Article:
Camels, Eyes, Needles

Written By: - Date published: 11:38 am, March 3rd, 2010 - 24 comments
Categories: corruption, john key, religion - Tags:

If you agree that money is power, and that power corrupts, then it follows having a lot of money may be a corrupting influence.

So imagine the compounding effects of having a lot of money and being like, a Bishop, or a PM.

Self-proclaimed Bishop Brian Tamaki is having a few problems at the moment with some of his Flock deciding that nah, actually he is just full of shit after all and only in it for the money and ego. Pastor of the Brisbane Chapter of Destiny has declared the church a “cash cult” and walked out, taking dozens of now ex-Destiny members with him. It seems even gullible people are starting to realise Brian isn’t the Messiah after all, and he won’t be leading anyone to salvation any time soon.

I wonder when people will start having the same Road to Damascus experience with Key?

24 comments on “Camels, Eyes, Needles”

  1. Chuck 1

    Well looking at the last post comparing Clark and Brash by rob, maybe the last line should be changed to Clark instead if Key

  2. Roger 2

    This whole story is hilarious, Campbell Live did a piece on this where they go to Destiny’s head office. A church with a head office, brilliant. Maybe this shows that Aussies are smarter than us because it seems that New Zealand members of the cult are more willing to spend their income on rings and the Bishop’s mansion and Harleys than members in Brisbane.

    • Lanthanide 2.1

      The church my parents go to has an office. It’s not a “head office” because they aren’t a chain with multiple congregations, but I don’t see what is so unusual about this.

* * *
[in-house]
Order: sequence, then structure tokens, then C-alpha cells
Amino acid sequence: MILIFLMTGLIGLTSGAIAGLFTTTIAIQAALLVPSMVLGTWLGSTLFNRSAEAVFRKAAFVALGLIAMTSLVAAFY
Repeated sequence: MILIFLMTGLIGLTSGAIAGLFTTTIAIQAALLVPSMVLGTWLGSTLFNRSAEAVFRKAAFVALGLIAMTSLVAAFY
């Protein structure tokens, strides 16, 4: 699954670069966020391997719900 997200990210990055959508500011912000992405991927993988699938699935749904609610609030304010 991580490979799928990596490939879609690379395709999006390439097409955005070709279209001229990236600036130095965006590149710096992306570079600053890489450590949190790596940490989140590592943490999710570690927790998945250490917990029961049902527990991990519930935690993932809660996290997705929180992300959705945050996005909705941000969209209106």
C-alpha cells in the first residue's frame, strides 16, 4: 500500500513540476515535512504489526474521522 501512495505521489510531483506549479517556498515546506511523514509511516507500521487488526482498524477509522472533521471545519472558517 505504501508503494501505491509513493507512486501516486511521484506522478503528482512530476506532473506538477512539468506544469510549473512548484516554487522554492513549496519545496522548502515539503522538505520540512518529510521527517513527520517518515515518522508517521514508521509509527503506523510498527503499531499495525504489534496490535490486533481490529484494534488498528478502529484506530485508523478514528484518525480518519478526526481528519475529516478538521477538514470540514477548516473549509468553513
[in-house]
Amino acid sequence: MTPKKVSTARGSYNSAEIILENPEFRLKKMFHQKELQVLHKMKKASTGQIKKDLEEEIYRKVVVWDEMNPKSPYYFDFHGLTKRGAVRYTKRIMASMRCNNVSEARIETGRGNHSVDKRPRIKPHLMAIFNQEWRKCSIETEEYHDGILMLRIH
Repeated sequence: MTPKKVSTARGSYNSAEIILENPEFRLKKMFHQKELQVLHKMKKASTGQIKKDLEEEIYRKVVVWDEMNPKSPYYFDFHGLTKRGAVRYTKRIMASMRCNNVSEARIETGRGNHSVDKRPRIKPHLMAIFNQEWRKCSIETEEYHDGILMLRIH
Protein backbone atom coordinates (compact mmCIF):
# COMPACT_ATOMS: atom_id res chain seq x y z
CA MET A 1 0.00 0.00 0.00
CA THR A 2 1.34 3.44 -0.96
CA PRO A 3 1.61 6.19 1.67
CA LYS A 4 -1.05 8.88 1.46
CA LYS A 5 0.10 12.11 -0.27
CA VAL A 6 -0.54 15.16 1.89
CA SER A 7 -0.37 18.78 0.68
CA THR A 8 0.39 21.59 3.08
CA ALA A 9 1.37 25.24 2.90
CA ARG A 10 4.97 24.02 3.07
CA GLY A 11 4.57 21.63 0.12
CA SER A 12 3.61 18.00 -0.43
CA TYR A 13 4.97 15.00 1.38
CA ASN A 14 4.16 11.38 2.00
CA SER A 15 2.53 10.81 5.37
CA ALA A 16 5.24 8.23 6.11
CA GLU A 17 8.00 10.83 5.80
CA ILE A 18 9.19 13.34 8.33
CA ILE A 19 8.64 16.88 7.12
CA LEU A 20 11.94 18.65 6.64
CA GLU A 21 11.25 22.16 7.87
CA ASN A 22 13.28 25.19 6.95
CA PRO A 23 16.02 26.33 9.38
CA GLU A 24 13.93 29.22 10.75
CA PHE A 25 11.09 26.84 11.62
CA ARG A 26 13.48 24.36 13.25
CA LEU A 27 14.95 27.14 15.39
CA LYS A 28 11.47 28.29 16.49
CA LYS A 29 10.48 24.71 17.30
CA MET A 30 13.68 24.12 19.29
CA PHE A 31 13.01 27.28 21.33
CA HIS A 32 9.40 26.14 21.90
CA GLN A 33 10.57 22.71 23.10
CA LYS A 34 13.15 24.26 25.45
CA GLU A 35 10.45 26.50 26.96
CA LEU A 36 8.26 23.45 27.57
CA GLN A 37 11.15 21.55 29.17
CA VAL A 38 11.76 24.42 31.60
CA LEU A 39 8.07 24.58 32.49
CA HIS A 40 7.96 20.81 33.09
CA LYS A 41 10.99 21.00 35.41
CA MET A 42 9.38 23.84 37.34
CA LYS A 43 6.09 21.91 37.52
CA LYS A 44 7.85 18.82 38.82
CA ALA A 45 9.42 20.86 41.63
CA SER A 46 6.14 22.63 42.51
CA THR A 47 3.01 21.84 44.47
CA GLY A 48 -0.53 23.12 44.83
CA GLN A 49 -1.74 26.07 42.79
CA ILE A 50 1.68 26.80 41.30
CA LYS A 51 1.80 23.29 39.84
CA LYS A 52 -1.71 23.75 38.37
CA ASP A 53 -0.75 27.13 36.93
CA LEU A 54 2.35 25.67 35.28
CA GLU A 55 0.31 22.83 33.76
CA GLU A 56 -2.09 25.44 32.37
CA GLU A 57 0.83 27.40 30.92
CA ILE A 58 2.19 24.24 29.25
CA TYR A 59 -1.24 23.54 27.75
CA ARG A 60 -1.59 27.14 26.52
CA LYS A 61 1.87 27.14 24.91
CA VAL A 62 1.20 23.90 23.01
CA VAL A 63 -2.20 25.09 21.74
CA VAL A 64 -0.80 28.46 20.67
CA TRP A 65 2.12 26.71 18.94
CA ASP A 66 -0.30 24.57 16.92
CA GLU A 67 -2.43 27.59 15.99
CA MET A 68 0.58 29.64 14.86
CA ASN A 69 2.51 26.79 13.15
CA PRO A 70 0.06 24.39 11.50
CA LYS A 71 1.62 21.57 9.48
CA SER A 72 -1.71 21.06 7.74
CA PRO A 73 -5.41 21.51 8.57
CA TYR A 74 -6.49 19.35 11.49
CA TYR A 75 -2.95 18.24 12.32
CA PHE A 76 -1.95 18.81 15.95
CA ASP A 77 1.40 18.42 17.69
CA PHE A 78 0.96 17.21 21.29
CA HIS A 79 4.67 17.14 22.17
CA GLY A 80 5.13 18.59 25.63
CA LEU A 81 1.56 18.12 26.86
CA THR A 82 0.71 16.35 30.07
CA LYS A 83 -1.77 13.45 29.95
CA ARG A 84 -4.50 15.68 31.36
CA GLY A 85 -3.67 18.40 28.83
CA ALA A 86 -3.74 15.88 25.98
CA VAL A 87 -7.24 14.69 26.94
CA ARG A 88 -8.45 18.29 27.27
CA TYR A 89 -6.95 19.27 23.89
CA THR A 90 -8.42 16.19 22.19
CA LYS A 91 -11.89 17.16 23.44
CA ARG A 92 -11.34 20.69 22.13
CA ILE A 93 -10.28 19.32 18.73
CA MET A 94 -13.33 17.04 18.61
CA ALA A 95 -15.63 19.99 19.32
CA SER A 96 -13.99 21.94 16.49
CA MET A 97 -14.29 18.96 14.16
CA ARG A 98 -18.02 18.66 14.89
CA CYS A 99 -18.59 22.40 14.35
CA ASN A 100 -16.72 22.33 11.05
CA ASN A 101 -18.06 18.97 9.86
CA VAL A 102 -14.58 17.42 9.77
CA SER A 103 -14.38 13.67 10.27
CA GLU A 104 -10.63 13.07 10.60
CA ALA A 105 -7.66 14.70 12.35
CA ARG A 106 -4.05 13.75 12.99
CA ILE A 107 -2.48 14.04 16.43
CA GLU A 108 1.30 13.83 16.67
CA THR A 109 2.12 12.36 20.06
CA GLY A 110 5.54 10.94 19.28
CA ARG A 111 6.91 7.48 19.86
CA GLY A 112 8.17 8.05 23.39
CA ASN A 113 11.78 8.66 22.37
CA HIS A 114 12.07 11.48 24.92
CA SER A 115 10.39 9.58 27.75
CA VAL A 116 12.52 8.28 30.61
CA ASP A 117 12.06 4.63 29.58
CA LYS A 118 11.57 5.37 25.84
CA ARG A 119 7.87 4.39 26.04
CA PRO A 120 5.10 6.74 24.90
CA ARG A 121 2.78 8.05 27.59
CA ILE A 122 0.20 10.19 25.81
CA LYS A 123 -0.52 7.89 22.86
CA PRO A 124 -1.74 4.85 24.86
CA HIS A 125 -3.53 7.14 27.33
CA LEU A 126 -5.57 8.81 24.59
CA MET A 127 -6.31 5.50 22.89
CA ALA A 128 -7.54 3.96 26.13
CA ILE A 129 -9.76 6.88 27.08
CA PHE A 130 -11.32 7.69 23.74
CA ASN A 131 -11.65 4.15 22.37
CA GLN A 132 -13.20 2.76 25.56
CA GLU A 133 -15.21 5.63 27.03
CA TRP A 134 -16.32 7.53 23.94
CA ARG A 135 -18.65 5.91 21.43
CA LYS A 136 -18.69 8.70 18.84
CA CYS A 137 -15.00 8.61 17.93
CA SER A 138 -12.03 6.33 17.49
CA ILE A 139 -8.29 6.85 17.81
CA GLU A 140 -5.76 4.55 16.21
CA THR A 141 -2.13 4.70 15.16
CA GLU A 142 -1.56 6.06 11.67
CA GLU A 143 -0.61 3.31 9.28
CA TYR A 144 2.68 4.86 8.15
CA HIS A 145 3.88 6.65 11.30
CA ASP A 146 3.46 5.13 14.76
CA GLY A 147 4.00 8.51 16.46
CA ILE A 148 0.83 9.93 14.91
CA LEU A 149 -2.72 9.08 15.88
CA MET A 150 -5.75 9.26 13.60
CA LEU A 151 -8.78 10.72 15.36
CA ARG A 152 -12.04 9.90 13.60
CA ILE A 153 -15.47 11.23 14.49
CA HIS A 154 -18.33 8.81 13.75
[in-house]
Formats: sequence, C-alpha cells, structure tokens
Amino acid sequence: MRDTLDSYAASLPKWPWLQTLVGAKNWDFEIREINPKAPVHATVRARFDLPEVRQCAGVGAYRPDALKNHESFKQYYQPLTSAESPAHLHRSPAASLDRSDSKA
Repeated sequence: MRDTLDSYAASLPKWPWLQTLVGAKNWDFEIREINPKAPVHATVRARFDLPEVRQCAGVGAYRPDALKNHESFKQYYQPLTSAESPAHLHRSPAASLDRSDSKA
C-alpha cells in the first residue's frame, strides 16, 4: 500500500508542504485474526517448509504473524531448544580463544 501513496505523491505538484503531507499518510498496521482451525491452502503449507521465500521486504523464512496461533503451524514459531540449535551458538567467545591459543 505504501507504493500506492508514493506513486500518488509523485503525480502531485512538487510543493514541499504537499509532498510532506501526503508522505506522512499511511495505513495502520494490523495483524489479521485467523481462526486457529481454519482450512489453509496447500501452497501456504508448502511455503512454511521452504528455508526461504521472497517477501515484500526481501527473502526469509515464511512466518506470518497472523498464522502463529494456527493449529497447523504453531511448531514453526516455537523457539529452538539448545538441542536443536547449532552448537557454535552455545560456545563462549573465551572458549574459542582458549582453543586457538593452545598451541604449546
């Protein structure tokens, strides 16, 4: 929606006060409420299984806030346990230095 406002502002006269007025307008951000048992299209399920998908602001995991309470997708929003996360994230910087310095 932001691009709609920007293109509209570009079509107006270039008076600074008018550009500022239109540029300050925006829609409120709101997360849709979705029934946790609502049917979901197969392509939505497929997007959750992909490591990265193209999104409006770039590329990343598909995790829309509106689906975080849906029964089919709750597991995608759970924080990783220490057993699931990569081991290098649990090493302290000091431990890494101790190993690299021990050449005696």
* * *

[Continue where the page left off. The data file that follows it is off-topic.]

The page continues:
• Bright Red 2.2

      The Catholic Church has a head office. Somewhere in Italy I think.

      • Roger 2.2.1

        apologies for my lack of knowledge, I guess religion really is a business. The Bishop is just more blunt about this relationship.

  3. tc 3

    Ah the number of rich folk in the name of religion……..tamaki’s not alone as there’s plenty of others around.

    They just aren’t as stupid as to flaunt it and escalate the demands to fuel their massive egos……if Tamaki had of keep a lid on it this wouldn’t of happened.

    Slow news day, forgotten in a week…..a fool and his money translates to a person desperate for validation/meaning is a mark for the con job that is destiny.

  4. The sad thing is this loser Tamaki is ripping off people who cant afford it.

    • Bill 4.1

      Just like the loser Torys then, yes?

      And then there is the charge of them being a ‘cash cult’…it all fits duntyathink?

      • BLiP 4.1.1

        Well – the one act of violence by Jesus was when He threw the money-changers from the temple, silly ole New Zealand elects a money-changer Prime Minister.So, while Tamaki runs a t-shit shop from inside his “church”, John Key attempts to set Godzone up as an international financial hub.

        The similarities are unnerving.

        • Bored

          I did wonder why the money lenders in the temple were left out of the headline. Tamaki and Jonkey probably work from the same verse “to those that have will be given: from those that do not have even what they do not have will be taken”…..